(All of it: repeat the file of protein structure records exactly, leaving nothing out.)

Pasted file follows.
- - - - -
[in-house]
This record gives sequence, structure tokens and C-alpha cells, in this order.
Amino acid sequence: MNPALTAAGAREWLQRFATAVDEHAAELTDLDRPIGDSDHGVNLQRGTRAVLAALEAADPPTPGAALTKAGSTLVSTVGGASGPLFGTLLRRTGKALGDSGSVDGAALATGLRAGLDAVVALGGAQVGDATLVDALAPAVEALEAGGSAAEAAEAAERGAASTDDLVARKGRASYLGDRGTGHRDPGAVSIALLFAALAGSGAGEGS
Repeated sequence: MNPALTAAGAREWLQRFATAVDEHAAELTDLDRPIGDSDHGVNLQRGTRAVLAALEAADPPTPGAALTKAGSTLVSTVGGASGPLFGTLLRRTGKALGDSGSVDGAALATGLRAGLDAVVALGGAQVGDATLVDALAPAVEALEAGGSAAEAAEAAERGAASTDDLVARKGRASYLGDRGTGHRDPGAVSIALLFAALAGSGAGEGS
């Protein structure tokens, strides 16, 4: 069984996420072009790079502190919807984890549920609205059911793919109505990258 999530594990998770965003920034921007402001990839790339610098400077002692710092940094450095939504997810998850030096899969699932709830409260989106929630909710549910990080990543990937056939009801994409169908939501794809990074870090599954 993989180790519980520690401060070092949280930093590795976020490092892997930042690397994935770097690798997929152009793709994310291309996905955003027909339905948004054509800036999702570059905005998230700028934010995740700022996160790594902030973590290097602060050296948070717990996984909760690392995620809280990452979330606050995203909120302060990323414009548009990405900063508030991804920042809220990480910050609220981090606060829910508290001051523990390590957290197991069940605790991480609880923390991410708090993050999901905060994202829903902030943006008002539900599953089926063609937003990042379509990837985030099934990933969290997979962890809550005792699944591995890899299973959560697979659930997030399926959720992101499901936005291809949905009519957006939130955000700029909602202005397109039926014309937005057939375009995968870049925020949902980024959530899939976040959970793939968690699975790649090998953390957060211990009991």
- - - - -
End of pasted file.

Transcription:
[in-house]
This record gives sequence, structure tokens and C-alpha cells, in this order.
Amino acid sequence: MNPALTAAGAREWLQRFATAVDEHAAELTDLDRPIGDSDHGVNLQRGTRAVLAALEAADPPTPGAALTKAGSTLVSTVGGASGPLFGTLLRRTGKALGDSGSVDGAALATGLRAGLDAVVALGGAQVGDATLVDALAPAVEALEAGGSAAEAAEAAERGAASTDDLVARKGRASYLGDRGTGHRDPGAVSIALLFAALAGSGAGEGS
Repeated sequence: MNPALTAAGAREWLQRFATAVDEHAAELTDLDRPIGDSDHGVNLQRGTRAVLAALEAADPPTPGAALTKAGSTLVSTVGGASGPLFGTLLRRTGKALGDSGSVDGAALATGLRAGLDAVVALGGAQVGDATLVDALAPAVEALEAGGSAAEAAEAAERGAASTDDLVARKGRASYLGDRGTGHRDPGAVSIALLFAALAGSGAGEGS
């Protein structure tokens, strides 16, 4: 069984996420072009790079502190919807984890549920609205059911793919109505990258 999530594990998770965003920034921007402001990839790339610098400077002692710092940094450095939504997810998850030096899969699932709830409260989106929630909710549910990080990543990937056939009801994409169908939501794809990074870090599954 993989180790519980520690401060070092949280930093590795976020490092892997930042690397994935770097690798997929152009793709994310291309996905955003027909339905948004054509800036999702570059905005998230700028934010995740700022996160790594902030973590290097602060050296948070717990996984909760690392995620809280990452979330606050995203909120302060990323414009548009990405900063508030991804920042809220990480910050609220981090606060829910508290001051523990390590957290197991069940605790991480609880923390991410708090993050999901905060994202829903902030943006008002539900599953089926063609937003990042379509990837985030099934990933969290997979962890809550005792699944591995890899299973959560697979659930997030399926959720992101499901936005291809949905009519957006939130955000700029909602202005397109039926014309937005057939375009995968870049925020949902980024959530899939976040959970793939968690699975790649090998953390957060211990009991």